Vanunu's problem is that he is in Israel, and violated one of the country's most sensitive taboos, i.e., selling information about its nuclear activities. Pollard, in contrast, is in the United States, but is widely viewed with sympathy in Israel.
In this case and others, I find Wikipedia useful to refresh my memory about names, dates, details, and spelling. It is generally reliable and well edited, with comments in numerous articles indicating that one or another section is weak, needs further detail, or lacks appropriate citations. The article linked to my note on Pollard is well documented with an impressive collection of footnotes. I followed some of them to their sources, and found them to be genuine. I wrote only that the details in Wikipedia were disturbing to anyone whose information was limited to the campaign in behalf of Pollard, without asserting the truth of one narrative or another.
The comments received led me to recall my own apparent connection to the Pollard affair. I say "apparent." The linkages appear to be likely, without absolute confirmation.
Sometime in the mid-1980s I was invited to lecture at the US Military Academy at West Point. It went well enough so that my hosts asked if I'd be interested in spending a year there as visiting professor. I was due for a Sabbatical from the Hebrew University, and gave my assent. Sometime later I was invited back for another lecture, and the opportunity to check out the housing accommodations.
I found long faces on my arrival. My file had worked its way up the chain of command, was bumped to the White House, and came back with negative instructions. I asked one of the colonels in political science what happened. He did not want to talk about the details, but indicated that it had to do with my address.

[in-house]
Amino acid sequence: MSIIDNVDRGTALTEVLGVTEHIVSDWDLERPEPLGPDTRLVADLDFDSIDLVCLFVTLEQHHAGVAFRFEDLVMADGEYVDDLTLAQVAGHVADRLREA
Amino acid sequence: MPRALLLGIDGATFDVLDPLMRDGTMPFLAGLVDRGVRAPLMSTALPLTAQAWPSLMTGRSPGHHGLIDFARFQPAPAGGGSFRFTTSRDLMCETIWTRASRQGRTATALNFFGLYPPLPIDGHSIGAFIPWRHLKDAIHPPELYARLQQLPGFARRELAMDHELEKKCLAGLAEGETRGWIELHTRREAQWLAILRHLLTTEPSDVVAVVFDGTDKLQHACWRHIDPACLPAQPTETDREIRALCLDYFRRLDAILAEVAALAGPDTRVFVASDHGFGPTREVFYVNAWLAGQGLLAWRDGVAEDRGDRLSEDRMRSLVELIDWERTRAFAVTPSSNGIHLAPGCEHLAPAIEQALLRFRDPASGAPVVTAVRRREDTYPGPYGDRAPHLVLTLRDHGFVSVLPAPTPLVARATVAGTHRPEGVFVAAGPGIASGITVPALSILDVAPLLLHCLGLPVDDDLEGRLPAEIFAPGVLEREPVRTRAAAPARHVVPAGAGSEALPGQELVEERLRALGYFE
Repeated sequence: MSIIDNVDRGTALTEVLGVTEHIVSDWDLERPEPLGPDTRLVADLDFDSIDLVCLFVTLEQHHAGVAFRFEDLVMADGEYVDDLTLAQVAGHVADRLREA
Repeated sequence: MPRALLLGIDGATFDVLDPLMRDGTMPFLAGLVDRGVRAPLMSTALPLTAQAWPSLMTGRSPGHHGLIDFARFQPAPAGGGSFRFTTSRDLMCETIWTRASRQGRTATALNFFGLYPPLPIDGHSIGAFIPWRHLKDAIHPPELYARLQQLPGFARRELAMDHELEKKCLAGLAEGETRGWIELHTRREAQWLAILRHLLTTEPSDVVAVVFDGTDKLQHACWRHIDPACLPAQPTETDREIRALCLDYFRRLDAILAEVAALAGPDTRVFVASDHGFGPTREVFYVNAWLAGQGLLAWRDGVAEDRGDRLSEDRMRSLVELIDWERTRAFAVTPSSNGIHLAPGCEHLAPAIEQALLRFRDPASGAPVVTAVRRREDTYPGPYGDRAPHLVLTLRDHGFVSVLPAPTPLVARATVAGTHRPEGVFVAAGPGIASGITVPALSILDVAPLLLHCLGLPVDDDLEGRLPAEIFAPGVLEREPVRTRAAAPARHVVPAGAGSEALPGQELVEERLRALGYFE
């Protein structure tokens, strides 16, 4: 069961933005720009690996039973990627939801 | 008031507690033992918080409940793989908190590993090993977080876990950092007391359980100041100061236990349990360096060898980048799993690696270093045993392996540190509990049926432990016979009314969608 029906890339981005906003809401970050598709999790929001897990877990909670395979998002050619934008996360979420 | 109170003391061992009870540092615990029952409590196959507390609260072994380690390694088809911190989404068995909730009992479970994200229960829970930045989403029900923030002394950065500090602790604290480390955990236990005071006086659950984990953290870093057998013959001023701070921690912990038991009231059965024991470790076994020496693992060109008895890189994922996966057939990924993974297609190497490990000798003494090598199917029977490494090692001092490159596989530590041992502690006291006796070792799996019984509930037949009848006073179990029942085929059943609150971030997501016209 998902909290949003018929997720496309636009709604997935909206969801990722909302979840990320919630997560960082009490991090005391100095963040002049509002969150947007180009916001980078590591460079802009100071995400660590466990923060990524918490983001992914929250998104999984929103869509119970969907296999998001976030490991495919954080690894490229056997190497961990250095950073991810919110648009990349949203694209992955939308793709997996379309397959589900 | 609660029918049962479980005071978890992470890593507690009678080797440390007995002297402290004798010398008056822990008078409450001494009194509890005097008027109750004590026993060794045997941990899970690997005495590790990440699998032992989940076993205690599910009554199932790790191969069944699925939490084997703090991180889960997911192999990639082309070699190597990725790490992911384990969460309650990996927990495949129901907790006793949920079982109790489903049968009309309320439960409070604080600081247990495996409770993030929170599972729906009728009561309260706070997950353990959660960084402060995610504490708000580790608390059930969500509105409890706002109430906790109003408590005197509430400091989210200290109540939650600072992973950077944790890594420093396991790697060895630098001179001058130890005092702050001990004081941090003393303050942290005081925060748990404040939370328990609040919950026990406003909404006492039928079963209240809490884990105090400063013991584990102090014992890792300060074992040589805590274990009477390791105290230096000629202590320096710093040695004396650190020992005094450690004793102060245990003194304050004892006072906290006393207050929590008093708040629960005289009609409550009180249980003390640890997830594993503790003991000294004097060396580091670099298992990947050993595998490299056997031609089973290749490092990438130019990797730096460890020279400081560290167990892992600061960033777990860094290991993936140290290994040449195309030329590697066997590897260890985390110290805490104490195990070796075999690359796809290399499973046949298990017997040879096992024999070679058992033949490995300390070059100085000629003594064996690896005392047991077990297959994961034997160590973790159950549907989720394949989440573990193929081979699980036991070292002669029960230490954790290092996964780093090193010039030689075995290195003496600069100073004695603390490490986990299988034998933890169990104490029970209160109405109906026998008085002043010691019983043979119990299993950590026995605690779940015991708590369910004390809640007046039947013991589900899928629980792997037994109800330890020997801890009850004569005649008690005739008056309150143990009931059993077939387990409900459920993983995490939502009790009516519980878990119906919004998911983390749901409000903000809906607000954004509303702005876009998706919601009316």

The year was 1986, between the time of Pollard's arrest and his sentencing.
In previous years I had lectured or participated in seminars at a number of US military installations, including some of the most senior staff colleges where my participation required a security clearance. My overseas travel documents listed my rank as equivalent to Lt. Colonel. By 1986 I was a only a private in the IDF lecture corps. I doubt that it was my rank that prevented my service at West Point.
At the time West Point was making an effort to attract Jews. Studies undertaken after the end of compulsory conscription indicated that virtually the only Jews in the military were physicians, dentists, attorneys, and accountants.
My guess is that the aura surrounding Pollard led military and/or political officials to look negatively at the prospect of a Jew who had left the US for Israel teaching cadets at West Point.
At about the same time, I passed on to a Jewish faculty member at West Point a family story that gets to the point of dual loyalties. It involves Varda's Onkel Albert, who was a sniper in the German army during World War I, posted somewhere opposite my father, who was on the Western Front in an American uniform.
One morning Onkel Albert had a French soldier in his sights, and was about to fire when he heard the enemy begin his prayers: ". . . שמע ישראל".
Albert did not shoot.
Here the story resonates positively. My experience is that it is likely to trouble Americans. The Jewish faculty member at West Point did not like it.
Posted by Ira Sharkansky at April 12, 2012 04:16 AM
Ira Sharkansky (Emeritus)
Department of Political Science
Hebrew University of Jerusalem